The Apostles knew that they were called to prayer and ‘serving the word’ but they also knew that the church needed to make a practical and just response and serve the needs of the body.  That was why they chose seven men to be the first deacons.  These included Stephen. And from that initial solution the church has always understood that its calling is to serve the word and serve the people and that this is as much the task of our buildings as the ministers themselves.

I had three lovely churches in Leeds but we couldn’t keep them open all the time. I have huge sympathy with those who want to have their church open and cannot do so for reasons of security , or lack of volunteers, or whatever.  But the principle of being open and accessible, being a place to serve the word and serve the people, being the repository for community history as well as the community at worship, being the place of refuge, physical and spiritual, being a place of feeding at the altar and the table, being a place of warmth for the body and the soul, is what we shall all be ascribing to.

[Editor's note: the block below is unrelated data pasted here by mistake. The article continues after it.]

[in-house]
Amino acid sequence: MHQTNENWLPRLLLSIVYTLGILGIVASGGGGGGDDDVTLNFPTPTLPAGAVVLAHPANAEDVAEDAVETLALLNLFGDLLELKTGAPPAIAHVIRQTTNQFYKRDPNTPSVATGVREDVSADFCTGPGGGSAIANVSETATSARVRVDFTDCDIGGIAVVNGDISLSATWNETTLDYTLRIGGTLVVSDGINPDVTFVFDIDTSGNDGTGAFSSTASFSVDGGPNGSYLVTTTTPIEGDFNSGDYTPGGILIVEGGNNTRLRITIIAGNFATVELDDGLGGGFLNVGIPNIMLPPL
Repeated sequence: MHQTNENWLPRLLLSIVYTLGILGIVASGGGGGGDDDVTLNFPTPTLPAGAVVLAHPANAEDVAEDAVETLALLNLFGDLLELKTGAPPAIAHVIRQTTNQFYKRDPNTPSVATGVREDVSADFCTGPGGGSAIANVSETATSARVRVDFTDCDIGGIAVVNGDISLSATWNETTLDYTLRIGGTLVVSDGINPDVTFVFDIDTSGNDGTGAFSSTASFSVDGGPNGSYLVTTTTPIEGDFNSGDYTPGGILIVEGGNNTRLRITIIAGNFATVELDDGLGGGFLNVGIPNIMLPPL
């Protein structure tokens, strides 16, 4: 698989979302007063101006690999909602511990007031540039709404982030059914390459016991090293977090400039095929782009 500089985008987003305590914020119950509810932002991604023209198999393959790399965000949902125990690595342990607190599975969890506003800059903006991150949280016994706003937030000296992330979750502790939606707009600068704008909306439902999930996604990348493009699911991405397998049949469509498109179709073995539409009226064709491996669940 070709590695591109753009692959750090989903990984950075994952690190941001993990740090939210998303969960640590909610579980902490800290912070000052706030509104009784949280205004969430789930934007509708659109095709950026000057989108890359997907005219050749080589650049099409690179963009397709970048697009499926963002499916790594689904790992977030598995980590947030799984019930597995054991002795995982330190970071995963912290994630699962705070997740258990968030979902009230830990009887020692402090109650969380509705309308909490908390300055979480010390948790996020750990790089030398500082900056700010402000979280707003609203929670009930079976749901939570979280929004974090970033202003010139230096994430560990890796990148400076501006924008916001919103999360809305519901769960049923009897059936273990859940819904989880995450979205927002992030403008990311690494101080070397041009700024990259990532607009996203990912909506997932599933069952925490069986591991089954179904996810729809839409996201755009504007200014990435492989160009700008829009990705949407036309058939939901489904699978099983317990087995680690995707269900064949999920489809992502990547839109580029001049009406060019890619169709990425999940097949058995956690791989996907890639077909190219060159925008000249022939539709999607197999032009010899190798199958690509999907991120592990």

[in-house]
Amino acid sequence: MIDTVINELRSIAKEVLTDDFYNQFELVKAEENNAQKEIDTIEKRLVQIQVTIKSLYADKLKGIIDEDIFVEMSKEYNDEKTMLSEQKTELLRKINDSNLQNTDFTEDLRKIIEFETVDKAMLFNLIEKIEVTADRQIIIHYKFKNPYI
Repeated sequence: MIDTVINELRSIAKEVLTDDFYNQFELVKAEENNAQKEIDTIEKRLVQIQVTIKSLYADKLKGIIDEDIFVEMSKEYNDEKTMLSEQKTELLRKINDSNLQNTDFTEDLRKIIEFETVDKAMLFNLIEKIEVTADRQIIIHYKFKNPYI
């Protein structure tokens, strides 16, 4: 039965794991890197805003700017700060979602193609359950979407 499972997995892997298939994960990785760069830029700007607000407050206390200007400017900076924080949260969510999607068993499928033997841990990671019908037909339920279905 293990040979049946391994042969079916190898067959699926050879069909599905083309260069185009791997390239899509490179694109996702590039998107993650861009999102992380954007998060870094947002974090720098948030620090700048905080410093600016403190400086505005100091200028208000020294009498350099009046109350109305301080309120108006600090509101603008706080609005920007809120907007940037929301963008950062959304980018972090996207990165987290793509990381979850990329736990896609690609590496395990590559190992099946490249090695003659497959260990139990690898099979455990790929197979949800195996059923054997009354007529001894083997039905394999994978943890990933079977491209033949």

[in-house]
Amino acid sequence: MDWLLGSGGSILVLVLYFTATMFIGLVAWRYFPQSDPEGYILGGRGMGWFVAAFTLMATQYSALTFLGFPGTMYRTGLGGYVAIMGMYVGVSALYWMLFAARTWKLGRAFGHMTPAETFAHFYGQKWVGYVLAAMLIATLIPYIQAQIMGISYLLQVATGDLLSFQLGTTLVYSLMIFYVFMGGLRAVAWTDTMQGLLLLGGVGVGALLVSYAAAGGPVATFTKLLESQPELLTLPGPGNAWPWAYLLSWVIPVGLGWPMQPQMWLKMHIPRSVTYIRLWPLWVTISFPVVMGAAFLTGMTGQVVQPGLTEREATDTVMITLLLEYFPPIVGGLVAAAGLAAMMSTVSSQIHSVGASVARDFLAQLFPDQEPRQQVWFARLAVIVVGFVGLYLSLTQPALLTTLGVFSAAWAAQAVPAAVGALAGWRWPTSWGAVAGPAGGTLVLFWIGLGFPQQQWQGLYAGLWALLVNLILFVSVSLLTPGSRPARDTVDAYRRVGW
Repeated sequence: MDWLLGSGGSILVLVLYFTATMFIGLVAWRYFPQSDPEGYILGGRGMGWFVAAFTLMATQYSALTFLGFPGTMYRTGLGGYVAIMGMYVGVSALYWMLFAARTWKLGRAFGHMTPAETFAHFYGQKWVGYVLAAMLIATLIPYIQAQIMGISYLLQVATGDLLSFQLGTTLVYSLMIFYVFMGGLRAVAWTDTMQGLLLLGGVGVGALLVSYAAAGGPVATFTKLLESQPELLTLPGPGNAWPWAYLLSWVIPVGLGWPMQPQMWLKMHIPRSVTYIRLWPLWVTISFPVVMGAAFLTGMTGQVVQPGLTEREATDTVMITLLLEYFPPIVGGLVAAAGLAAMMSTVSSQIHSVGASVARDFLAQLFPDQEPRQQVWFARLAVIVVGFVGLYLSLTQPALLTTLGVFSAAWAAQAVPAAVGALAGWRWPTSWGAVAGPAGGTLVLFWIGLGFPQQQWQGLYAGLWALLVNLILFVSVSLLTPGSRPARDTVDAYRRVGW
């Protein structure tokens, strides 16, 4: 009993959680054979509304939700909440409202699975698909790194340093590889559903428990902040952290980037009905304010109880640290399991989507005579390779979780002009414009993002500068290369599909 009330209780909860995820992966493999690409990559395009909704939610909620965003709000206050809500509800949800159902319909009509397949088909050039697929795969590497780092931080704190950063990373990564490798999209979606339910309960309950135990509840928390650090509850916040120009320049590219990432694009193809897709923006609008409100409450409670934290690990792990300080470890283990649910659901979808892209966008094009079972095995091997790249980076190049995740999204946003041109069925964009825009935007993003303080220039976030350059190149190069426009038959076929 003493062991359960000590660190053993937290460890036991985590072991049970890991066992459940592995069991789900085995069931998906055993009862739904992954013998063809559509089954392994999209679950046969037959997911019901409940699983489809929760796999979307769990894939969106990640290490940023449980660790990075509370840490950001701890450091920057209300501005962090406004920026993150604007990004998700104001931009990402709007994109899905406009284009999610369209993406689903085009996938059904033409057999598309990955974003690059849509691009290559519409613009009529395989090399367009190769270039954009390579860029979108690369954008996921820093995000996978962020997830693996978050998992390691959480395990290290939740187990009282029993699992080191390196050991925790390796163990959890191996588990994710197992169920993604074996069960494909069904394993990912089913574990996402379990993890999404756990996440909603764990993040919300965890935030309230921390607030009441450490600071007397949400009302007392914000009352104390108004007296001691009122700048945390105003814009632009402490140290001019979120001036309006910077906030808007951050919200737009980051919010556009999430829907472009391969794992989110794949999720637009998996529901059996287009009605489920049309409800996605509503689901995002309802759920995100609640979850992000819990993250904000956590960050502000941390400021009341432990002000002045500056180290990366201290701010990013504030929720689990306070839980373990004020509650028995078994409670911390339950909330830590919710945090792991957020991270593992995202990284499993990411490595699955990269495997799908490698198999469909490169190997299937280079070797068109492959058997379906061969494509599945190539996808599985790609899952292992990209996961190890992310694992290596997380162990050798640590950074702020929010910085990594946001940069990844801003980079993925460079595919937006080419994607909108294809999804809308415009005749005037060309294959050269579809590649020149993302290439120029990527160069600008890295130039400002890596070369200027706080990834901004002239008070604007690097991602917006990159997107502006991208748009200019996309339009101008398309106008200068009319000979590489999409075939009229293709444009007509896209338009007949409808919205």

T S Eliot in his beautiful poem, ‘Little Gidding’ one of his ‘Four Quartets’, muses in part on the experience of entering that small church in the middle of the fields. At one point he says

‘If you came this way in may time, you would find the hedges
White again, in May, with voluptuary sweetness.
It would be the same at the end of the journey,
If you came at night like a broken king,
If you came by day not knowing what you came for,
It would be the same’

We do not always know why we wander into a church in springtime, at night, broken, not knowing why we came, but when there is an open door we can enter and find the home and refuge we sought all along.

God,
you open your doors to us,
you open your life to us,
may we close neither.
Amen.

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Diakonia